cycle is a general model that describes how
various geological processes create, modify, and
influence rocks (Figure 10a-1). This model
suggests that the origin of all rocks can be ultimately
traced back to the solidification of molten magma.
Magma consists of a partially melted mixture of elements
and compounds commonly found in rocks. Magma exists
just beneath the solid crust of the Earth in an interior
zone known as the mantle.
Igneous rocks form
from the cooling and crystallization of magma as it migrates
closer to the Earth's surface. If the crystallization
process occurs at the Earth's surface, the rocks created
are called extrusive
igneous rocks. Intrusive
igneous rocks are rocks that form within
the Earth's solid lithosphere.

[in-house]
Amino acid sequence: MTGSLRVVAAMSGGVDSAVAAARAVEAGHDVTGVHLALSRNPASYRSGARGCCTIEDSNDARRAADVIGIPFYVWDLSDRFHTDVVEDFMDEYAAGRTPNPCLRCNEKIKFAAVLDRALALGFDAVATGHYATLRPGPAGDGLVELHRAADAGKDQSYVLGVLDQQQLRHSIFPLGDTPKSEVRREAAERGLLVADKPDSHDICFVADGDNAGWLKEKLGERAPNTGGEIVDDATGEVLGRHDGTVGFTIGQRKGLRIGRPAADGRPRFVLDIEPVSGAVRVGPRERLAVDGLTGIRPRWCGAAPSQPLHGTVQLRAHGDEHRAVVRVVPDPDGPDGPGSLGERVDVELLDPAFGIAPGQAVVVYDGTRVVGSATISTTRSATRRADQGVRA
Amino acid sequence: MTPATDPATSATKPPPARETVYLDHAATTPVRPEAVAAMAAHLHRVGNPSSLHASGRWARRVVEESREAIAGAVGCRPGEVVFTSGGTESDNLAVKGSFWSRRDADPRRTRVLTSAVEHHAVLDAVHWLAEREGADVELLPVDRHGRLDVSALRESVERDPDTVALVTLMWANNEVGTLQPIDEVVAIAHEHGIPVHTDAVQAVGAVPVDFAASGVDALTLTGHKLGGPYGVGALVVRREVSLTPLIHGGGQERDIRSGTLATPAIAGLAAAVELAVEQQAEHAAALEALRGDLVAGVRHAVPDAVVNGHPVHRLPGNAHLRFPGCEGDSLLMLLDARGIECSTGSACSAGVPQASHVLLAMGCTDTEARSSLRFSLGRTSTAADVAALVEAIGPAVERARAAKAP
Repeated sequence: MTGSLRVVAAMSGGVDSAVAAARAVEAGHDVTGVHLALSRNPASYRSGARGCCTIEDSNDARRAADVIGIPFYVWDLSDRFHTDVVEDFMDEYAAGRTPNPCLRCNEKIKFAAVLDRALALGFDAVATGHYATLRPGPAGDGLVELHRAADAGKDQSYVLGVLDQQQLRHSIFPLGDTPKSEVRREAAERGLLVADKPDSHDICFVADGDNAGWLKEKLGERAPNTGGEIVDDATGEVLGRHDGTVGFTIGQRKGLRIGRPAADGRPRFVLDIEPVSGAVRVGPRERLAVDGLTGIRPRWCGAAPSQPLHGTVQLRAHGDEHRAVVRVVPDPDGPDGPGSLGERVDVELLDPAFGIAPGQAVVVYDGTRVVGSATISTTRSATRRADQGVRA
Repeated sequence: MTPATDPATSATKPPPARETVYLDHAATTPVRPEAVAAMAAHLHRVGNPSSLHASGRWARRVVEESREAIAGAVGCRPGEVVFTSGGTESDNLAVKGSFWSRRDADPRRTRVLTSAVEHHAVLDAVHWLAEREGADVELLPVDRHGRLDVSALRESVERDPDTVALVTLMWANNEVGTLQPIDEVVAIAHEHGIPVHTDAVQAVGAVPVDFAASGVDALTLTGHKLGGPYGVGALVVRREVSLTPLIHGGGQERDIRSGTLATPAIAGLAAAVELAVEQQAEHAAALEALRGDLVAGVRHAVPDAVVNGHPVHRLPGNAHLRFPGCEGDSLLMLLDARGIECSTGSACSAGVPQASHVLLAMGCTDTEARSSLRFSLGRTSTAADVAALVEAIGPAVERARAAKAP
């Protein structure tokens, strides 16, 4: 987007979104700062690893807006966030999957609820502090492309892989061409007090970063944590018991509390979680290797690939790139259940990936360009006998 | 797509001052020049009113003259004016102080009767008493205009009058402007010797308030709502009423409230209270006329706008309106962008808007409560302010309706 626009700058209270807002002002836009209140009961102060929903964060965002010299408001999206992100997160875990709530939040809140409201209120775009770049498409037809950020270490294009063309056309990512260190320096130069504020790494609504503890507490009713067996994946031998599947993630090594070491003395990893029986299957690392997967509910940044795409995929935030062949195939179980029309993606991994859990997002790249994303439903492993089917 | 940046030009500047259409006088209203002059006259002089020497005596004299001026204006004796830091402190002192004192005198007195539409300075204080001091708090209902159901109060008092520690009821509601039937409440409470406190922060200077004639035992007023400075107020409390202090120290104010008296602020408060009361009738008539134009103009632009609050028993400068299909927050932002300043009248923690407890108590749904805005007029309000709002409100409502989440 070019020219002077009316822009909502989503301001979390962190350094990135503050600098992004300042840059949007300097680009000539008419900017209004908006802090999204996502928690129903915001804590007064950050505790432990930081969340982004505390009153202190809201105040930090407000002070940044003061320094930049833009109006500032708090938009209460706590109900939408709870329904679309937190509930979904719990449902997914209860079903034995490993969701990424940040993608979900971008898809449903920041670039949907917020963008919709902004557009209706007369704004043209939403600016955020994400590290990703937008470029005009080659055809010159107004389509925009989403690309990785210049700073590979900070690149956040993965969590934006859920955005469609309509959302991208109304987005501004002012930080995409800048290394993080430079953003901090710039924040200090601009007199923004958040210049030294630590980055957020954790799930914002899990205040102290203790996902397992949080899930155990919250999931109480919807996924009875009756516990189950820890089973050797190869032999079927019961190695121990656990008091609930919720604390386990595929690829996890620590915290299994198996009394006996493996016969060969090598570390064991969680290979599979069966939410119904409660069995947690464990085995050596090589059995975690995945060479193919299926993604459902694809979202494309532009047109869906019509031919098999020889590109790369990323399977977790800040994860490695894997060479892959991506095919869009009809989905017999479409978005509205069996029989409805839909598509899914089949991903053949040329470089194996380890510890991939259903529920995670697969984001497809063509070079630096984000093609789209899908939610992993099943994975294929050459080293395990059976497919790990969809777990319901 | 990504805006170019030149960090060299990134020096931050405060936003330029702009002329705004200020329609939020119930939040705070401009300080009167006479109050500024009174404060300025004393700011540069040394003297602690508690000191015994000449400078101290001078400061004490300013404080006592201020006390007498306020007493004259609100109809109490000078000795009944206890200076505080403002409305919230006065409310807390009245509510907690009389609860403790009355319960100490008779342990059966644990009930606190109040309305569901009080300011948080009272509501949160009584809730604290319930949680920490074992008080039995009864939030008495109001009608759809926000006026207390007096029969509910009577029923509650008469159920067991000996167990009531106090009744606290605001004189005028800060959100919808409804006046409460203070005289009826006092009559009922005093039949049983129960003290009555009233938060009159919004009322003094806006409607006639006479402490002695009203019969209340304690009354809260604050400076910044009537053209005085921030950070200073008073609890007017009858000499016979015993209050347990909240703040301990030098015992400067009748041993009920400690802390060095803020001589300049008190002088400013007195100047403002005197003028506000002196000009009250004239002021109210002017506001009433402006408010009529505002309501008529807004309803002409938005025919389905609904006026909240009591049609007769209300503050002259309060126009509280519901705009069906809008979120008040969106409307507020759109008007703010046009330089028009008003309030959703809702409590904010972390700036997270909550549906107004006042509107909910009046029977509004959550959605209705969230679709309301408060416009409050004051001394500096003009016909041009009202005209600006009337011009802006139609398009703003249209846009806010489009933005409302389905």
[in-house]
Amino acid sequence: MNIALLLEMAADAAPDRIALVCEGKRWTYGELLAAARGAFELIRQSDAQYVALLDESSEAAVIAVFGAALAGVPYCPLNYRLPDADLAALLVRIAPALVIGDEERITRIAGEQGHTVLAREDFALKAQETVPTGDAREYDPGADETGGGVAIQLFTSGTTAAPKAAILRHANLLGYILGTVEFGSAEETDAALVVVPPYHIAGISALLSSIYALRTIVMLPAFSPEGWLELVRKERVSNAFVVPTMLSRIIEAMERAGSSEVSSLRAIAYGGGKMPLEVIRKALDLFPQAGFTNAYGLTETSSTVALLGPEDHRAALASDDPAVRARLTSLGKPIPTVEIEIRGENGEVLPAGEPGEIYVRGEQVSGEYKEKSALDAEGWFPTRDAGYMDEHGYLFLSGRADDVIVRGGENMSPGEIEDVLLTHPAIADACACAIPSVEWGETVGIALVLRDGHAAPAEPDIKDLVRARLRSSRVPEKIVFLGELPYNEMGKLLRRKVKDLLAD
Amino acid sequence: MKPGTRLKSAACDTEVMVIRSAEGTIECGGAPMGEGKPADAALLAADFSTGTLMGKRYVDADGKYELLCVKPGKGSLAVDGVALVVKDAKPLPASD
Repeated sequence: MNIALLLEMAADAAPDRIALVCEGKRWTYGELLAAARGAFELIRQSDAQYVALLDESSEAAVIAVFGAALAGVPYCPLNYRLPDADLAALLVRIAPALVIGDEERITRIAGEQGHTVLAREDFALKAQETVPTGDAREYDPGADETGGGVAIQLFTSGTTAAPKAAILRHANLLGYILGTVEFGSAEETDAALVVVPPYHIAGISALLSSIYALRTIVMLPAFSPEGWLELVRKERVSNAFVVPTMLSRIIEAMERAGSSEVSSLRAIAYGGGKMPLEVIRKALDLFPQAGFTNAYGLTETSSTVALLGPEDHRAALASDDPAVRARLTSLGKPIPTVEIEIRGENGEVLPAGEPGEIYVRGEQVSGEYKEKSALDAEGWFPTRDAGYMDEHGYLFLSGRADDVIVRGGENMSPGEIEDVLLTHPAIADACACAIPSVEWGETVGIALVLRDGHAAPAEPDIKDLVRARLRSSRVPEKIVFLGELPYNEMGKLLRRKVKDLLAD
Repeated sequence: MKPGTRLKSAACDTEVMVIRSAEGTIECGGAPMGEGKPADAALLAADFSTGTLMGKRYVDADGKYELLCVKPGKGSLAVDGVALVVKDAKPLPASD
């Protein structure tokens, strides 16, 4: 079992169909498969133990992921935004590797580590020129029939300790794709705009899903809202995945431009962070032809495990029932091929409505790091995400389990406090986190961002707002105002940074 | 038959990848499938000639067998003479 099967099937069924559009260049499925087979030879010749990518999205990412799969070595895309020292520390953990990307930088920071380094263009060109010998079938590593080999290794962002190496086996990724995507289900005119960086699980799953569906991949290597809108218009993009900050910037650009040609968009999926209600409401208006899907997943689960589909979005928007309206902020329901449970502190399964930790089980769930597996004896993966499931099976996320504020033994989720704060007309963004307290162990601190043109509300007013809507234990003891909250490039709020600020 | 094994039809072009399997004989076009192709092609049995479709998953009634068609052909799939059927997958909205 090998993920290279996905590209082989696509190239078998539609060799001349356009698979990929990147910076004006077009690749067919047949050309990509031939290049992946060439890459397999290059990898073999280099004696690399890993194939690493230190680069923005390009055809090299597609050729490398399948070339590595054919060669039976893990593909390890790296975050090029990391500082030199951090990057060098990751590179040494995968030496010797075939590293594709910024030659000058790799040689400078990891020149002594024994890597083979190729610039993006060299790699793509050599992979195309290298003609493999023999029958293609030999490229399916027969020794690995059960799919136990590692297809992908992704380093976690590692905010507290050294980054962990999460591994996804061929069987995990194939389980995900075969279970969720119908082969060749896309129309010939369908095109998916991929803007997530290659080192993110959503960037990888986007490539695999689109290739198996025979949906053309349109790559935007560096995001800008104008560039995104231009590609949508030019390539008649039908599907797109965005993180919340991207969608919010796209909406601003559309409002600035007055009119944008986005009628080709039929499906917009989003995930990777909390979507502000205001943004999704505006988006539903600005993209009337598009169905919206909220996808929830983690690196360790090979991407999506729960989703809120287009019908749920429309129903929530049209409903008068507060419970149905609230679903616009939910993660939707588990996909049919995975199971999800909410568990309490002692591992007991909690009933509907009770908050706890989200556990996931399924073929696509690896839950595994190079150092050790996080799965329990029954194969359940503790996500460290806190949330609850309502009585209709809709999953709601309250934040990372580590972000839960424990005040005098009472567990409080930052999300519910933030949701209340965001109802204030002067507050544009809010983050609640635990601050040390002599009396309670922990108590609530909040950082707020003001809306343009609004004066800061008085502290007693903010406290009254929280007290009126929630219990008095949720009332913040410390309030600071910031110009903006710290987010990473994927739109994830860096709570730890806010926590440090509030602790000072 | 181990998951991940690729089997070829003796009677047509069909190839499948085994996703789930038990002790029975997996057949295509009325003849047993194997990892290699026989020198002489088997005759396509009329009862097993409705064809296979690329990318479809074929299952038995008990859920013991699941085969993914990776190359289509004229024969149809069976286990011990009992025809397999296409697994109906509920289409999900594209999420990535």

Intrusive igneous rocks can be brought to the surface
of the Earth by denudation and
by a variety of tectonic processes.
All rock types can be physically and chemically
decomposed by a variety of surface processes collectively
known as weathering. The debris that
is created by weathering is often transported through
the landscape by erosional processes
via streams, glaciers, wind, and gravity. When this debris
is deposited as
a permanent sediment,
the processes of burial, compression, and chemical alteration
can modify these materials over long periods of time
to produce sedimentary rocks.
A number of geologic processes, like tectonic folding and faulting, can exert heat and pressure
on both igneous and sedimentary rocks causing them to
be altered physically or chemically. Rocks modified in
this way are termed metamorphic rocks.
All of the rock types described above can
be returned to the Earth's interior by tectonic forces
at areas known as subduction
zones. Once in the Earth's interior, extreme
pressures and temperatures melt the rock back into magma
to begin the rock cycle again.